It probably won’t mean anything to anyone, but this is the 23rd issue of my letter written in 2020 and published on my website, coming on the 23rd anniversary of the reunification of Hong Kong with China and on the occasion when the National Security Law for Hong Kong comes into effect after due process through the legal and legislative processes of the PRC.
I am a die-hard Hong Kong person and thoroughly Chinese. I have never contemplated living in another country or acquiring another nationality except when, in order to keep my job, I had to acquire British nationality, which was given to me without question and fanfare and through due process more than once, but you would excuse me for not going into the details.
I have discussed before in my blogs that our lives had to be adjusted since June 2019 to avoid the expected inconvenience and violence generated by the rioters and violence perpetrators. Our freedom had been unjustly and unjustifiably curtailed and we were forced to observe the timetables of the black shirts and unlawful protestors. It was therefore such a breath of fresh air and relief when China announced her intention to provide National Security Law that would guarantee the freedoms we were so accustomed to before June 2019. I have been looking forward to that and yesterday it materialized. Today the HKSAR Chief Executive announced that details had been written into the law and even as I am writing this blog, the Police had made several arrests for breaches of the National Security Law. Great progress and I am heartened.
Meanwhile, we see deserters from the opposition leaving Hong Kong and making statements to distance themselves from organizations championing for independence of Hong Kong and the like, and we see an 80-year old activist making a public statement that she was retiring from public life, whatever it means. I think China is rather magnanimous to allow all these suspects to leave Hong Kong as they wish and before they commit more and further atrocities. Hong Kong does not need these people. The sooner they leave, the better for Hong Kong and the rest of us.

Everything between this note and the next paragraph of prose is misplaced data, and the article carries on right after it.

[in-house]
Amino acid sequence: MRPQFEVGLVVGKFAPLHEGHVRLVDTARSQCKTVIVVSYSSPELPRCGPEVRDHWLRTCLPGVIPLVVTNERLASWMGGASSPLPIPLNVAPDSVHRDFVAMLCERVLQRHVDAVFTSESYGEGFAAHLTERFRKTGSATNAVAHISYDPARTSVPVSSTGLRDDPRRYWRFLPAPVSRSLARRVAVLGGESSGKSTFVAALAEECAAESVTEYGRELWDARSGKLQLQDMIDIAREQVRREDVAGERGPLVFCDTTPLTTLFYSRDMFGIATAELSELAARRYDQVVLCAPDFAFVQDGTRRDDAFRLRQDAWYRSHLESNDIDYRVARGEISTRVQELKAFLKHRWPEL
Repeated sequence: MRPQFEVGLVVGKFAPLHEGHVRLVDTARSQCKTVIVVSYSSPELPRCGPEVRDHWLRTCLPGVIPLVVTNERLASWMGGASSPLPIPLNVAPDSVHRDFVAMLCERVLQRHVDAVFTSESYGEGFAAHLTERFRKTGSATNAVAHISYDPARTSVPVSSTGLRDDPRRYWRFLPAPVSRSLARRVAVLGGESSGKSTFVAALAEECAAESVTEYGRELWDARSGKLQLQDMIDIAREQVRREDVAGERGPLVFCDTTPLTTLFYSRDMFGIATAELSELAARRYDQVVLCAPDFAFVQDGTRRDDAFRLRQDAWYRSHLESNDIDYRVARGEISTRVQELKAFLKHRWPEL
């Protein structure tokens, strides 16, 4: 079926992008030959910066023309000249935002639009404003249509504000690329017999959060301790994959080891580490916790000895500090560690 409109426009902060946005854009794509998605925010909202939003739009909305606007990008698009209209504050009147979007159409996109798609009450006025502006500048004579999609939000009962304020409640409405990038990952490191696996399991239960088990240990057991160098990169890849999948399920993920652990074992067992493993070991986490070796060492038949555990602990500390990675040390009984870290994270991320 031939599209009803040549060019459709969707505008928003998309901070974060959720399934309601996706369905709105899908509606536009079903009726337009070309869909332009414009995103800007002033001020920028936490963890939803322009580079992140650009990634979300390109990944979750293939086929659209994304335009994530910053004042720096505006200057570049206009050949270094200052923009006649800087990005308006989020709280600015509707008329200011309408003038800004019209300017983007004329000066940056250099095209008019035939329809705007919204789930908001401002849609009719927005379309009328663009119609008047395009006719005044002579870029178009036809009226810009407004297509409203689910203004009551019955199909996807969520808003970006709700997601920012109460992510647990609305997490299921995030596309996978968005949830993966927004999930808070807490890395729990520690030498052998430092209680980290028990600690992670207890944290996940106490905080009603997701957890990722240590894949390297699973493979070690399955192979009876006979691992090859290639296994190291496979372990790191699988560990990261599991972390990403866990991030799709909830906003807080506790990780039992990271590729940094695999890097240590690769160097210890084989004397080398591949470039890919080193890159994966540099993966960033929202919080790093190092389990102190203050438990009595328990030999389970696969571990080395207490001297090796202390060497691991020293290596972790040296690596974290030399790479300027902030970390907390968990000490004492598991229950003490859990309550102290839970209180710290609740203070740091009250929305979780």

As expected, the West, led by the United States and the EU, wasted no time to issue public statements denouncing the enactment of the legislation and the Americans took the lead to introduce sanctions that have no significant economic impacts for Hong Kong. China and Chinese have gone a long way since the united sanction of eight plus nations a century ago.
It is a forgone and undisputed conclusion that China will replace United States as the leader of the world new order. The question is when. One must reckon that the decision is not up to United States or China, but rather controlled by a group of about 30 individuals with the finance, economic and political clout to dictate the global agenda. It appears that this group has decided that China is to be the leader soon.
For me and Su, we have been celebrating the emerging development for a few weeks and have in particularly split bottles of champagne and red wines of the premier grand cru category since last night to mark the occasion with a group of likeminded friends. In short, we are delighted with what we see.
To the lawyers and friends who have doubts on the new laws introduced, I would ask them to study the new laws and learn to live with them if they want to stay in Hong Kong. If their minds are blocked for whatever reasons, and if after careful deliberation they decide that Hong Kong is not for them, I urge them to leave, the sooner the better. Hong Kong would be the better without them. Indeed, Hong Kong has never been for the faint hearted or people without faith and conviction. We have seen many people leaving Hong Kong since the Seventies and Eighties. Some of them had returned afterwards, after losing great fortunes and opportunities. History is about to repeat itself; and those who have the faith and conviction will likely have their last laugh.